The US-China trade war led to Google and Huawei locking horns in the mobile world. Android features were banned on the Chinese smartphone giant’s new devices, leading to Huawei developing its own operating system. Foldable and dual screen phones became a reality in 2019, but they weren’t without their teething problems. 5G networks started appearing as mobile connections started to overtake wifi, opening up new possibilities for the future for connectivity. Meanwhile YouTube expanded its shopping ads to mobile and Apple caused a headache for location services with a new all-in-one sign-in feature.
Chat Apps: Instagram fends off TikTok while Snapchat goes dating
Instagram faced a new challenger in 2019, TikTok, leading it to imitate its Chinese rival with short video format Reels. The Facebook-owned chat app also experimented with hiding likes to relieve peer pressure on users (but add pressure for brands) and added an in-app shopping tool. Meanwhile Snapchat Stories went off-platform, embeddable in Tinder and Netflix.
Ecommerce and Omnichannel: Brands go it alone as Nike exits Amazon and Lush quits social media
The battle of the sales saw Amazon and Alibaba lock horns over Prime Day and Singles Day, with the Chinese giant expanding globally with AliExpress. Meanwhile Google revamped its shopping platform and Pinterest launched a catalogues section. FMCG giant Unilever continued its move into direct sales with its purchase of healthy snack brand Graze. Other brands also decided to go the more direct route, with Nike pulling all its products from Amazon and Lush shutting all its social media channels.
Internet of Things: Nike’s self-tying shoes and Google cracks quantum computing
Microsoft took on Amazon Go with its own version of a smart supermarket, partnering with Kroger. Meanwhile driverless vehicles continued their slow roll-out onto public roads with Volvo‘s fleet of autonomous buses in Singapore. Nike went ‘Back to the Future’ with trainers controlled by voice and self-tying laces. Meanwhile Google made a major breakthrough, cracking quantum computing that could accelerate the power of processors.
Blockchain: Facebook Libra plans stumble off balance
From the soaring valuations of Bitcoin to the ever-increasing and diverse applications of the blockchain, cryptocurrencies and other blockchain technologies have continued to grow globally, despite fears of overvaluation. Facebook announced plans to launch its Libra cryptocurrency in 2020 (despite big names such as PayPal pulling out). Media giant Comcast expanded its blockchain powered TV ad software with major new partners, while Tabmo used the tech to boost programmatic marketing transparency.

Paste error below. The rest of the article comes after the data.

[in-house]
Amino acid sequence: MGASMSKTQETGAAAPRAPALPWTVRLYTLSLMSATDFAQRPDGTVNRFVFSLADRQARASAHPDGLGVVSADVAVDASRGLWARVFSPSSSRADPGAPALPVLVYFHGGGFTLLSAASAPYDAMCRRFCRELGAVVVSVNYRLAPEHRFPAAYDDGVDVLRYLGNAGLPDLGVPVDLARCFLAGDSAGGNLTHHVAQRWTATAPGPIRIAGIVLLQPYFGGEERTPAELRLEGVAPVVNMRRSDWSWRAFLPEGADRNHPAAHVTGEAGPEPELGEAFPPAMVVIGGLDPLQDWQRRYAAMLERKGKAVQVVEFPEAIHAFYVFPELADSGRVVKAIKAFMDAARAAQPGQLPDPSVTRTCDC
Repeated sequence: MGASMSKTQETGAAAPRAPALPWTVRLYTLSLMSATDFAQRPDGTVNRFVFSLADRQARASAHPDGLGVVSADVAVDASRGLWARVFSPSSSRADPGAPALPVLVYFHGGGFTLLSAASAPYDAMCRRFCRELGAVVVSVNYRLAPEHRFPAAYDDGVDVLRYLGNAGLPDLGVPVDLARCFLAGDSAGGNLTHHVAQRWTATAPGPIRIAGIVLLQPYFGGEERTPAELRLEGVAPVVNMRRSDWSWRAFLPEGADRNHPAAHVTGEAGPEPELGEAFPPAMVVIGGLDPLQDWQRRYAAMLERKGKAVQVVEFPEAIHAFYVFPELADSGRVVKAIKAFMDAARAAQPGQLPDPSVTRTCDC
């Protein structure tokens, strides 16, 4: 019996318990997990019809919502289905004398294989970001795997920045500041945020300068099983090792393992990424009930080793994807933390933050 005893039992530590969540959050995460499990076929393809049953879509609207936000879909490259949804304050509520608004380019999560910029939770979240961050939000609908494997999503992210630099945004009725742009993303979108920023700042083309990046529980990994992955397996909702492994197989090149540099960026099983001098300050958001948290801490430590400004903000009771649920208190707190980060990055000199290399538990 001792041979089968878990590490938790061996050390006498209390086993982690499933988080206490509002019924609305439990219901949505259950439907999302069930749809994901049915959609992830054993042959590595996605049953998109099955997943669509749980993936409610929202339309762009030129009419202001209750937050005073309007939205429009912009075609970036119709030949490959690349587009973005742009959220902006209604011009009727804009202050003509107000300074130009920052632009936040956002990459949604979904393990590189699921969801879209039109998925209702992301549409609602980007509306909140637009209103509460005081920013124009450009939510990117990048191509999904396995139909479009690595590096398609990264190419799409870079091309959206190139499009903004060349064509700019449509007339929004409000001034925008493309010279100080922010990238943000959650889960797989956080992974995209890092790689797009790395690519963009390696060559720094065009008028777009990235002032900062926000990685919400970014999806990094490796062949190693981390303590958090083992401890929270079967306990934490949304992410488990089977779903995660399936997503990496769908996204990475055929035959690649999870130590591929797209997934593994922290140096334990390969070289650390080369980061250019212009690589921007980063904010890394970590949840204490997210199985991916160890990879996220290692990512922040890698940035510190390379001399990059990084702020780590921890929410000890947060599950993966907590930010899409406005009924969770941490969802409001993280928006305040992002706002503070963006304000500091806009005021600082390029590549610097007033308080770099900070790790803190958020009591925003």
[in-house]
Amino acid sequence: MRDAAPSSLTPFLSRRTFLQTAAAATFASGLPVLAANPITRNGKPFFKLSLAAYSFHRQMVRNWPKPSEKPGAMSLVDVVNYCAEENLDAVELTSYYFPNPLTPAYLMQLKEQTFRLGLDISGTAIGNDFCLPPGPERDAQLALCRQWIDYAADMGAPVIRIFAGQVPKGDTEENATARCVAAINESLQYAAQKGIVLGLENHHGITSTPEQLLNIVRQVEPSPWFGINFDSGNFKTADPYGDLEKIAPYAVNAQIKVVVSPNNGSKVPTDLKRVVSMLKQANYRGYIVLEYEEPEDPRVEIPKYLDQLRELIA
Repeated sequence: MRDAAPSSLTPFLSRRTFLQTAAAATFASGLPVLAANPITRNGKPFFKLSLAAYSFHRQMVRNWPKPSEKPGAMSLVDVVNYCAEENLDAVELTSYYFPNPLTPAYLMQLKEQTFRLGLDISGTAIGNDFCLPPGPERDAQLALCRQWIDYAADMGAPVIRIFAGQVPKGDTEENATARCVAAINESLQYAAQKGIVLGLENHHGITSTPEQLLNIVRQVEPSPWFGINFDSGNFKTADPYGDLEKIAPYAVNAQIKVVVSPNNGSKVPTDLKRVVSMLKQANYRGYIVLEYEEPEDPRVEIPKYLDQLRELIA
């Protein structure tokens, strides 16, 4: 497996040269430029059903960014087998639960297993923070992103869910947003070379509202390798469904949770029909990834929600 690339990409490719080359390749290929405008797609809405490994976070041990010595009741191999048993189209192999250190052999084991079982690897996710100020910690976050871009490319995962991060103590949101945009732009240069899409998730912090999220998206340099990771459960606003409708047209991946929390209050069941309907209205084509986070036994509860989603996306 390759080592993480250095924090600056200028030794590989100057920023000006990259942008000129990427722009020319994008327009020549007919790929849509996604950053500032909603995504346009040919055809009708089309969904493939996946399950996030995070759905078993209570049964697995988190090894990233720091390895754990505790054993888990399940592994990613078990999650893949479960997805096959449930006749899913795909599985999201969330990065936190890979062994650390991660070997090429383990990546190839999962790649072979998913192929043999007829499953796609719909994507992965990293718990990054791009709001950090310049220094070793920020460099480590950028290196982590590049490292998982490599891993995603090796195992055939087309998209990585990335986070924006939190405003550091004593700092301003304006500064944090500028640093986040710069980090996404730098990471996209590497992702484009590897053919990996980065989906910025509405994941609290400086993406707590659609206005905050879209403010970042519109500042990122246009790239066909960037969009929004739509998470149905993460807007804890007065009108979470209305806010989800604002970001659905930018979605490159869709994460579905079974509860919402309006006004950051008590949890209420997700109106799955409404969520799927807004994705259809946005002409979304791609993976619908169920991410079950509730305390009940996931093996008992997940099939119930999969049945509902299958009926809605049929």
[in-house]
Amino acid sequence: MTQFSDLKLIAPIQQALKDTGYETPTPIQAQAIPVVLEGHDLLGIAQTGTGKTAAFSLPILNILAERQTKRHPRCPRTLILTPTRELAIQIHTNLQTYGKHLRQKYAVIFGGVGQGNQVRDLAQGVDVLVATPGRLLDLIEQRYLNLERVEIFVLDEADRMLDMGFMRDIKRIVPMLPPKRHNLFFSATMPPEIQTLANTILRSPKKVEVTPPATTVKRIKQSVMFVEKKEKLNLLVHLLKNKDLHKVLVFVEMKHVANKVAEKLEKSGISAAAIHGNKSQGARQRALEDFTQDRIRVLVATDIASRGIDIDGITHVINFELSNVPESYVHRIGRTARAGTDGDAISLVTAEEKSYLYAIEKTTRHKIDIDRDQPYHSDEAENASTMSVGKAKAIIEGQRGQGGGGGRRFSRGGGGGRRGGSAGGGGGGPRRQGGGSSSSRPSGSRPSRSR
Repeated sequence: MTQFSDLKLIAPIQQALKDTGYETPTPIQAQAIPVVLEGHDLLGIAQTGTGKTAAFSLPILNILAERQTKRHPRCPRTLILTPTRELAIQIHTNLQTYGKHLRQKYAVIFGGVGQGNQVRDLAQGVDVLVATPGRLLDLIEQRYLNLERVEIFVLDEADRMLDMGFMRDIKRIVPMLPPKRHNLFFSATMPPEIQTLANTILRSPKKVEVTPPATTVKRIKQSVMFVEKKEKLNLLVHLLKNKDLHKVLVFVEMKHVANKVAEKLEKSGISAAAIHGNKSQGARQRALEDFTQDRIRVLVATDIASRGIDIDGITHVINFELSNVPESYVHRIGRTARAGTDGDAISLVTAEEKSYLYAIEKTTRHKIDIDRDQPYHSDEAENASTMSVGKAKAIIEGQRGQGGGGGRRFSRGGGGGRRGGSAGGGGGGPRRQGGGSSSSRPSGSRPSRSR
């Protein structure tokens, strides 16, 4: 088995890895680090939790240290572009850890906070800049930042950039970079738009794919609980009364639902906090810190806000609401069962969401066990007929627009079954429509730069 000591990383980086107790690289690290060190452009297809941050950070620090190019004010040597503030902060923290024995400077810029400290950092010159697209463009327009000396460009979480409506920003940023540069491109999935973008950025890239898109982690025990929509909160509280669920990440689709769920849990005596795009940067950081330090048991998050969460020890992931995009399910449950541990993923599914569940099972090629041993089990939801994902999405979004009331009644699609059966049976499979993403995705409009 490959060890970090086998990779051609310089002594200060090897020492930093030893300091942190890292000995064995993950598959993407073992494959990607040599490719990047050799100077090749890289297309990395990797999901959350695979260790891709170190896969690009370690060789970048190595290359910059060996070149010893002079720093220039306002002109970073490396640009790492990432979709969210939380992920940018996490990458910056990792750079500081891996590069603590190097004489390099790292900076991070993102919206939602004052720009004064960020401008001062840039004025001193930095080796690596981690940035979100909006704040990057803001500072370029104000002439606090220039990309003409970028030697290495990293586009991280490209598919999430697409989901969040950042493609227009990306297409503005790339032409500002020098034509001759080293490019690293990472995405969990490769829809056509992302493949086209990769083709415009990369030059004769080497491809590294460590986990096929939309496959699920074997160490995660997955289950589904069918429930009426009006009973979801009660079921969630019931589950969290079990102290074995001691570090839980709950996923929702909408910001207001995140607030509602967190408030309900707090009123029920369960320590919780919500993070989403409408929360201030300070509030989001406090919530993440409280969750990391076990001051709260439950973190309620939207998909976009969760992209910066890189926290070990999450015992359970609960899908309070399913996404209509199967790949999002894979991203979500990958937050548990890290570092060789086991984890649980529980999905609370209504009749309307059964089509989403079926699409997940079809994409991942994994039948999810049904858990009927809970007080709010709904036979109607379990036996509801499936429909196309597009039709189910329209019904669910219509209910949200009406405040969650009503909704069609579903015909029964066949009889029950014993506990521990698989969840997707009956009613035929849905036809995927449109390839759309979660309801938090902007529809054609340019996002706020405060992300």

Marketing through gaming: Google goes console-free with Stadia as Fortnite explodes (literally)
Are we witnessing the end of the console era? This year Google launched Stadia, its streaming gaming platform that could pave the way for the future, while Apple unveiled its ‘Arcade‘. Fortnite grew in popularity despite rivals Apex Legends and PUBG, with many proclaiming it the next big social network (even though it disappeared down a black hole for a few days). Esports became big business for brands, with revenue forecast to grow fivefold by 2024. In Russia, Mail.Ru expanded with a gaming platform of its own too.
Politics and Big Data: Zuckerberg grilled as Facebook fined
Another year of political turmoil lead to Facebook being fined for its Cambridge Analytica data harvesting scandal, and Mark Zuckerberg being grilled by congress and billed a ‘digital gangster‘. In the UK, a General Election to break the Brexit deadlock created more controversy about regulation of paid ads and disinformation, while Twitter vowed to ban all paid political ads.
Regulation: Trade wars and meme bans
A growing trade war between China and the US led to Huawei being barred in the US while thousands in Russia protested new internet restrictions. France cracked down on Google privacy breaches while angering Trump with a new tax on digital giants. Facebook got in trouble when it was revealed to be paying children to install spy software on their phones, while Dominos Pizza was forced by US courts to make its app accessible to blind people. The EU lost a battle with Google to extend the right to be forgotten in search results beyond Europe. In addition, the trading bloc sparked controversy with its online copyright law, aimed at protecting artists but causing confusion over the legal status of images used in popular memes.
And it was a bad year for…
Uber shares flopped on it’s stock market debut in May, leading to it cutting jobs later in the year. the ride hailing app was also stripped of its license in London over safety fears (but is still operating as it appeals the decision).
Facebook came under even more intense pressure over the way it handles data and political campaigns on its platform, leading to a $5bn fine over the Cambridge Analytica scandal.
British Airways had a turbulent year, suffering a £183m GDPR fine for a customer data breach.
Messenger app Kik almost shut down in October (but was later bought by MediaLab)
Travel operator Thomas Cook collapsed in September amid growing internet competition
Iconic women’s lifestyle magazine Marie Claire shut its magazine to focus on digital as readers habits changed from print to online.